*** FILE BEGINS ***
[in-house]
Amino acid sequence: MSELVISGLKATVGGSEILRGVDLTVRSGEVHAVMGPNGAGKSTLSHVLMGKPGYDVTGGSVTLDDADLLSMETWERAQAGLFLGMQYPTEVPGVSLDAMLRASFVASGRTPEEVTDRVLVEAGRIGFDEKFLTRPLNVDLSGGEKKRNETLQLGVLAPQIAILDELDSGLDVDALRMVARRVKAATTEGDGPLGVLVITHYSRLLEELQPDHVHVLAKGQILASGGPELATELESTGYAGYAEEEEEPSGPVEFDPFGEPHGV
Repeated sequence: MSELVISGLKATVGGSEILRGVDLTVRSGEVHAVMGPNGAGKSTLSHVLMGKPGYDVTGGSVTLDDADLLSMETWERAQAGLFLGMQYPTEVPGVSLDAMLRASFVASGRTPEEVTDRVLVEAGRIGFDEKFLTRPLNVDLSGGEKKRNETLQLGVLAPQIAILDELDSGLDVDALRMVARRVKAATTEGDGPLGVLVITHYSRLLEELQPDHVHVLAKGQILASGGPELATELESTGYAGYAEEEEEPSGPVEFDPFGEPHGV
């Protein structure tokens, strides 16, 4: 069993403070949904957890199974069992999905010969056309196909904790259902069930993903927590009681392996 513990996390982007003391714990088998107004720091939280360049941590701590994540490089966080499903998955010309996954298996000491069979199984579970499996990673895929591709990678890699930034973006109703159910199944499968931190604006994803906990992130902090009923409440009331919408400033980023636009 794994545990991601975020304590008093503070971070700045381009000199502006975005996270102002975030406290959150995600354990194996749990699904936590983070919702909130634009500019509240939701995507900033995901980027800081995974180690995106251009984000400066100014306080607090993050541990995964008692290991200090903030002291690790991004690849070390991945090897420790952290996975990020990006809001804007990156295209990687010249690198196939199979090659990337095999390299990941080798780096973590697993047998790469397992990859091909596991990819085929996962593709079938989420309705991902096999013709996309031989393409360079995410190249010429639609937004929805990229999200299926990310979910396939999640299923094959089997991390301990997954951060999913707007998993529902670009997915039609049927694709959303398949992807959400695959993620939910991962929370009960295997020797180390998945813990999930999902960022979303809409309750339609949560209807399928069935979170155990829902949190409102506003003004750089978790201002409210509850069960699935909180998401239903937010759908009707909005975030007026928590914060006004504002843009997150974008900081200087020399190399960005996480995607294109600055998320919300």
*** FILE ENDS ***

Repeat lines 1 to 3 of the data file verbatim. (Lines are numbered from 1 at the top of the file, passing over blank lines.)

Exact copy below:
[in-house]
Amino acid sequence: MSELVISGLKATVGGSEILRGVDLTVRSGEVHAVMGPNGAGKSTLSHVLMGKPGYDVTGGSVTLDDADLLSMETWERAQAGLFLGMQYPTEVPGVSLDAMLRASFVASGRTPEEVTDRVLVEAGRIGFDEKFLTRPLNVDLSGGEKKRNETLQLGVLAPQIAILDELDSGLDVDALRMVARRVKAATTEGDGPLGVLVITHYSRLLEELQPDHVHVLAKGQILASGGPELATELESTGYAGYAEEEEEPSGPVEFDPFGEPHGV
Repeated sequence: MSELVISGLKATVGGSEILRGVDLTVRSGEVHAVMGPNGAGKSTLSHVLMGKPGYDVTGGSVTLDDADLLSMETWERAQAGLFLGMQYPTEVPGVSLDAMLRASFVASGRTPEEVTDRVLVEAGRIGFDEKFLTRPLNVDLSGGEKKRNETLQLGVLAPQIAILDELDSGLDVDALRMVARRVKAATTEGDGPLGVLVITHYSRLLEELQPDHVHVLAKGQILASGGPELATELESTGYAGYAEEEEEPSGPVEFDPFGEPHGV